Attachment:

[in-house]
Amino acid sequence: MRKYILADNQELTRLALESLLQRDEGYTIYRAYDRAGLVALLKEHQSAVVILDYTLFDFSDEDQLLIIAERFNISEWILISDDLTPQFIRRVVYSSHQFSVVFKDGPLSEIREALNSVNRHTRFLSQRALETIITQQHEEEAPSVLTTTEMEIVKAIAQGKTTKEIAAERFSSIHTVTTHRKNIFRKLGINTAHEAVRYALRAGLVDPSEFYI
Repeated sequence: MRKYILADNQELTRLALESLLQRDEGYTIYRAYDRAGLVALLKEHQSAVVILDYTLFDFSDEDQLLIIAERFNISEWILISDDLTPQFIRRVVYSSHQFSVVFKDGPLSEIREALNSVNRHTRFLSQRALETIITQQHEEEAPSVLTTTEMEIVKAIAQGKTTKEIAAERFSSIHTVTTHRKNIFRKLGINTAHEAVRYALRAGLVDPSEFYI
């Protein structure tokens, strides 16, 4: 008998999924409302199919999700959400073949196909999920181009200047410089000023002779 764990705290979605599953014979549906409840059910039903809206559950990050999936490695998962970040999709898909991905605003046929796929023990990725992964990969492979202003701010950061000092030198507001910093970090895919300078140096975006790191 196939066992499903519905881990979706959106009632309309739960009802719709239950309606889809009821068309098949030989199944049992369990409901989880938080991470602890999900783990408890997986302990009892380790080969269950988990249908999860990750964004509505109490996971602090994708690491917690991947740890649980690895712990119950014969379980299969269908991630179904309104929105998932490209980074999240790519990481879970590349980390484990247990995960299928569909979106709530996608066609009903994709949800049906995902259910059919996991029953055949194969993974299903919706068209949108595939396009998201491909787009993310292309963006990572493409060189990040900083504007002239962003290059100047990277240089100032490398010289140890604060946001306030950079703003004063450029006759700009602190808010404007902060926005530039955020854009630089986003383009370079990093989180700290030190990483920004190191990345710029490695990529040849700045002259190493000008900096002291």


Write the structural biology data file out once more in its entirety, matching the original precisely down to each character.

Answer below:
[in-house]
Amino acid sequence: MRKYILADNQELTRLALESLLQRDEGYTIYRAYDRAGLVALLKEHQSAVVILDYTLFDFSDEDQLLIIAERFNISEWILISDDLTPQFIRRVVYSSHQFSVVFKDGPLSEIREALNSVNRHTRFLSQRALETIITQQHEEEAPSVLTTTEMEIVKAIAQGKTTKEIAAERFSSIHTVTTHRKNIFRKLGINTAHEAVRYALRAGLVDPSEFYI
Repeated sequence: MRKYILADNQELTRLALESLLQRDEGYTIYRAYDRAGLVALLKEHQSAVVILDYTLFDFSDEDQLLIIAERFNISEWILISDDLTPQFIRRVVYSSHQFSVVFKDGPLSEIREALNSVNRHTRFLSQRALETIITQQHEEEAPSVLTTTEMEIVKAIAQGKTTKEIAAERFSSIHTVTTHRKNIFRKLGINTAHEAVRYALRAGLVDPSEFYI
């Protein structure tokens, strides 16, 4: 008998999924409302199919999700959400073949196909999920181009200047410089000023002779 764990705290979605599953014979549906409840059910039903809206559950990050999936490695998962970040999709898909991905605003046929796929023990990725992964990969492979202003701010950061000092030198507001910093970090895919300078140096975006790191 196939066992499903519905881990979706959106009632309309739960009802719709239950309606889809009821068309098949030989199944049992369990409901989880938080991470602890999900783990408890997986302990009892380790080969269950988990249908999860990750964004509505109490996971602090994708690491917690991947740890649980690895712990119950014969379980299969269908991630179904309104929105998932490209980074999240790519990481879970590349980390484990247990995960299928569909979106709530996608066609009903994709949800049906995902259910059919996991029953055949194969993974299903919706068209949108595939396009998201491909787009993310292309963006990572493409060189990040900083504007002239962003290059100047990277240089100032490398010289140890604060946001306030950079703003004063450029006759700009602190808010404007902060926005530039955020854009630089986003383009370079990093989180700290030190990483920004190191990345710029490695990529040849700045002259190493000008900096002291």